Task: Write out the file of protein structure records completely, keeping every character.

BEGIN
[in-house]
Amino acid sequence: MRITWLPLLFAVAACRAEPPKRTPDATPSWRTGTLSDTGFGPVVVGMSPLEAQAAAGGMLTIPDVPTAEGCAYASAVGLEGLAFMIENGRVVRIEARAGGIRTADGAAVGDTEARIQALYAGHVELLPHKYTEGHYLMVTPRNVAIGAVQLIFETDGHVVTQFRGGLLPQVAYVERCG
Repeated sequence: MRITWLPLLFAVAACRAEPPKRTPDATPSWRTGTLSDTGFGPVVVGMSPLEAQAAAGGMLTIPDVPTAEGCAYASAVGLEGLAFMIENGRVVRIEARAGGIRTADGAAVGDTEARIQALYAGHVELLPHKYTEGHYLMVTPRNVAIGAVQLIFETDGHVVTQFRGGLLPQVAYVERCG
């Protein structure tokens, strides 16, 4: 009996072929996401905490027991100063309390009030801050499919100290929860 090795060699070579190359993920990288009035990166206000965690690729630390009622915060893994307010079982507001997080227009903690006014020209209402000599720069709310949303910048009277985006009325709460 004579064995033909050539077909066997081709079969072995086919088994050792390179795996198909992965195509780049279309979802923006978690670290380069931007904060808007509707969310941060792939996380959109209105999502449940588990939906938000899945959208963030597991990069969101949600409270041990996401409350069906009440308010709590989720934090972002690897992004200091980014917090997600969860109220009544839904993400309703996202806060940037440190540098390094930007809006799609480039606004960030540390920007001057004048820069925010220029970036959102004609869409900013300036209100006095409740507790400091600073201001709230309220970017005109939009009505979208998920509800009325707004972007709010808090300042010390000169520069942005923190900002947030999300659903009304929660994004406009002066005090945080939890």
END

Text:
[in-house]
Amino acid sequence: MRITWLPLLFAVAACRAEPPKRTPDATPSWRTGTLSDTGFGPVVVGMSPLEAQAAAGGMLTIPDVPTAEGCAYASAVGLEGLAFMIENGRVVRIEARAGGIRTADGAAVGDTEARIQALYAGHVELLPHKYTEGHYLMVTPRNVAIGAVQLIFETDGHVVTQFRGGLLPQVAYVERCG
Repeated sequence: MRITWLPLLFAVAACRAEPPKRTPDATPSWRTGTLSDTGFGPVVVGMSPLEAQAAAGGMLTIPDVPTAEGCAYASAVGLEGLAFMIENGRVVRIEARAGGIRTADGAAVGDTEARIQALYAGHVELLPHKYTEGHYLMVTPRNVAIGAVQLIFETDGHVVTQFRGGLLPQVAYVERCG
């Protein structure tokens, strides 16, 4: 009996072929996401905490027991100063309390009030801050499919100290929860 090795060699070579190359993920990288009035990166206000965690690729630390009622915060893994307010079982507001997080227009903690006014020209209402000599720069709310949303910048009277985006009325709460 004579064995033909050539077909066997081709079969072995086919088994050792390179795996198909992965195509780049279309979802923006978690670290380069931007904060808007509707969310941060792939996380959109209105999502449940588990939906938000899945959208963030597991990069969101949600409270041990996401409350069906009440308010709590989720934090972002690897992004200091980014917090997600969860109220009544839904993400309703996202806060940037440190540098390094930007809006799609480039606004960030540390920007001057004048820069925010220029970036959102004609869409900013300036209100006095409740507790400091600073201001709230309220970017005109939009009505979208998920509800009325707004972007709010808090300042010390000169520069942005923190900002947030999300659903009304929660994004406009002066005090945080939890």